December 2015

Epinephrine for Infants and Toddlers: New CSACI Position Statement 
The Canadian Society of Allergy and Immunology (CSACI) has issued a new Position Statement clarifying the need to treat   all incidents of anaphylaxis with an epinephrine auto-injector, including infants and toddlers.

The amount recommended by the CSACI is equivalent to an EpiPen Jr. ® or an Allerject ® 0.15 mg/0.15mL (1mg/mL)... 

Support Food Allergy Canada's #BePrepared Campaign 
Food Allergy Canada is currently developing guidelines - the first of its kind in Canada - for managing food allergies in post-secondary institutions. This new resource is aimed at helping universities and colleges develop and implement policies to support students with food allergies. Help us with our ongoing effort to make life safer for people with food allergies by making food allergy management a priority in our post-secondary institutions, #BePrepared...
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Holidays with Family: Keeping it Safe and Empowering Kids 
Holidays are a time for togetherness, but if you have a child with food allergies it can sometimes be hard to relax. Here are some tips from our members for the holidays:

Plan ahead.
If you are going to a relative's home, talk to them in advance about your child's allergies. Discuss the menu, safe food preparation and (if your child has asthma) any triggers in the home such as pets or woodsmoke. Talk to your child too, about what to expect and how they can manage their allergies...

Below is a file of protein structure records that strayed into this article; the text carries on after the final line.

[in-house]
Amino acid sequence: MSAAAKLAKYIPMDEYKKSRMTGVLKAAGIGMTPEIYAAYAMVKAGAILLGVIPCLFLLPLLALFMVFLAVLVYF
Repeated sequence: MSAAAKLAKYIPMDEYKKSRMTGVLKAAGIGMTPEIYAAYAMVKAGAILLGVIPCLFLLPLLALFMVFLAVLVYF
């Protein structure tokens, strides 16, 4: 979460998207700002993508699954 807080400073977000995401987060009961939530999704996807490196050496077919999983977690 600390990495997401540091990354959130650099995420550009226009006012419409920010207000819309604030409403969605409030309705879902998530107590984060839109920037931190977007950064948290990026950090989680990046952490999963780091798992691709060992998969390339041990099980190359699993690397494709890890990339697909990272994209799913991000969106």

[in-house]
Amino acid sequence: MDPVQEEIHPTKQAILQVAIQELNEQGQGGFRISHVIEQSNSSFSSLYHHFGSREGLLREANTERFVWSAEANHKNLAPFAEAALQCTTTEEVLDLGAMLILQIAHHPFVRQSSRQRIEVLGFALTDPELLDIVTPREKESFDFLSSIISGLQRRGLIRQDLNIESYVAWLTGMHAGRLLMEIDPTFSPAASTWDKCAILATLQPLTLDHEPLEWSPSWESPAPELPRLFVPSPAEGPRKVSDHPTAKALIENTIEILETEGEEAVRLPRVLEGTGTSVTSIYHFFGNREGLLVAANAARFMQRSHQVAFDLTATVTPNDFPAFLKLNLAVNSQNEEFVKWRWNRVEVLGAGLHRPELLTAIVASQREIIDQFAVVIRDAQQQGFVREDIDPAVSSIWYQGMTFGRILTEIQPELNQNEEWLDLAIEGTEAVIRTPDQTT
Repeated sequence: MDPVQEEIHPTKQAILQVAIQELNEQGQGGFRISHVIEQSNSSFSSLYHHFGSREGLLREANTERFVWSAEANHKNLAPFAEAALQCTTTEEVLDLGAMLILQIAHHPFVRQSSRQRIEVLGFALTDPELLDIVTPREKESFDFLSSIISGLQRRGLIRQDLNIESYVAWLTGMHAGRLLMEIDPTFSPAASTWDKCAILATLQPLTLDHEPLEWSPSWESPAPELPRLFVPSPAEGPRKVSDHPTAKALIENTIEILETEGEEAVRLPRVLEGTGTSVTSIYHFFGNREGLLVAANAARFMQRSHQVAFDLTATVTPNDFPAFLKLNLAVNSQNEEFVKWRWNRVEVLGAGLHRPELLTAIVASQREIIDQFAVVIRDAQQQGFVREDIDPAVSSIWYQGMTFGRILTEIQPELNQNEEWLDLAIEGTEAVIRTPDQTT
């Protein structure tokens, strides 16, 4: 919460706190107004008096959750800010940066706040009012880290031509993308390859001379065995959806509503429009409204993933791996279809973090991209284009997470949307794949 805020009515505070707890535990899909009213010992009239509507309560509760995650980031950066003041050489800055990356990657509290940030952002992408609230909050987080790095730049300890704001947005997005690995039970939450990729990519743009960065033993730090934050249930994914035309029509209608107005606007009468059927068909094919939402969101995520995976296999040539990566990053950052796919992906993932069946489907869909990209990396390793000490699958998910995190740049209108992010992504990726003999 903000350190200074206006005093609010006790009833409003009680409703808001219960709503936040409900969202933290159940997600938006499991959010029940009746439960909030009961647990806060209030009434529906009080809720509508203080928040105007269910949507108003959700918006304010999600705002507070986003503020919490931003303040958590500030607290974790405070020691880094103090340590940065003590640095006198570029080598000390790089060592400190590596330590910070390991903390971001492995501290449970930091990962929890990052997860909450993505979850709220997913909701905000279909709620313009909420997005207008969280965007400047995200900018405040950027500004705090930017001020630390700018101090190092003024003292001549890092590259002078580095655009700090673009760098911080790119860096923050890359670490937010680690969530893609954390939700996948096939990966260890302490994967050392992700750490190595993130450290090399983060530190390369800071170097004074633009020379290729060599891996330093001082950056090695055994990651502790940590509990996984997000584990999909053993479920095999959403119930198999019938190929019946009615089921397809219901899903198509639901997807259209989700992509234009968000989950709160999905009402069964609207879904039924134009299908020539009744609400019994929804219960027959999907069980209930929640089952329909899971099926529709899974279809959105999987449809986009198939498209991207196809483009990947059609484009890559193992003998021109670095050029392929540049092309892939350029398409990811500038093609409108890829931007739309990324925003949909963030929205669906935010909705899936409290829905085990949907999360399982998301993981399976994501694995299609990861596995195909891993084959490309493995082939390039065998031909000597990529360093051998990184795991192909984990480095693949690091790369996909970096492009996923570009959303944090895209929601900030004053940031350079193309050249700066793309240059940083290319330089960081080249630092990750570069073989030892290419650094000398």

Congratulations to the 2015 Allergy Aware Challenge Winners!

Food Allergy Canada would like to congratulate the recipients of
the Allergy Aware Challenge, a contest open to Canadian publicly-funded schools, to help promote the
Anaphylaxis in Schools online course. We are pleased to announce the five lucky schools, which will each receive prize packages of $1,000 towards education supplies, equipment or programs and an Anaphylaxis Tool Kit containing educational resources. 

Support groups: An opportunity to share   
When Pauline Osena's son was first diagnosed with food allergies, she was "completely unprepared." Pauline recalls: "I felt very isolated. No one else in my family and none of the new parents in my community had children with food allergies. They did their best to empathize, but they really could not relate to the stresses of living with food allergies."

Pauline found an allergy support group meetup, listed on the Food Allergy Canada website. Support groups across Canada have meetups to discuss living with food allergies and anaphylaxis...

(Formerly Anaphylaxis Canada)